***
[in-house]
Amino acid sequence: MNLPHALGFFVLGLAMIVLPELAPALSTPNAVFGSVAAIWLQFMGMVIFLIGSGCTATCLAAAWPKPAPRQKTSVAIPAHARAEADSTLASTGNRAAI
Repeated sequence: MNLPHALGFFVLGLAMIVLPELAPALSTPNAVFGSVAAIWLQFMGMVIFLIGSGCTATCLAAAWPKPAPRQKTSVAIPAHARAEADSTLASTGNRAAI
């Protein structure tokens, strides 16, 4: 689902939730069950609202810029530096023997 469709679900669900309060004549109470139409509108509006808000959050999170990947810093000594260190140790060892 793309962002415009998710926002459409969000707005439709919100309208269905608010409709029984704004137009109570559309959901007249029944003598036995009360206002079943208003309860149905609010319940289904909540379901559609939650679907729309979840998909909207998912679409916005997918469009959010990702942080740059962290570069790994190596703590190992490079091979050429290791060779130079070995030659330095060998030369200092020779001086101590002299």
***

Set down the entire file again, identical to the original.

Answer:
[in-house]
Amino acid sequence: MNLPHALGFFVLGLAMIVLPELAPALSTPNAVFGSVAAIWLQFMGMVIFLIGSGCTATCLAAAWPKPAPRQKTSVAIPAHARAEADSTLASTGNRAAI
Repeated sequence: MNLPHALGFFVLGLAMIVLPELAPALSTPNAVFGSVAAIWLQFMGMVIFLIGSGCTATCLAAAWPKPAPRQKTSVAIPAHARAEADSTLASTGNRAAI
């Protein structure tokens, strides 16, 4: 689902939730069950609202810029530096023997 469709679900669900309060004549109470139409509108509006808000959050999170990947810093000594260190140790060892 793309962002415009998710926002459409969000707005439709919100309208269905608010409709029984704004137009109570559309959901007249029944003598036995009360206002079943208003309860149905609010319940289904909540379901559609939650679907729309979840998909909207998912679409916005997918469009959010990702942080740059962290570069790994190596703590190992490079091979050429290791060779130079070995030659330095060998030369200092020779001086101590002299």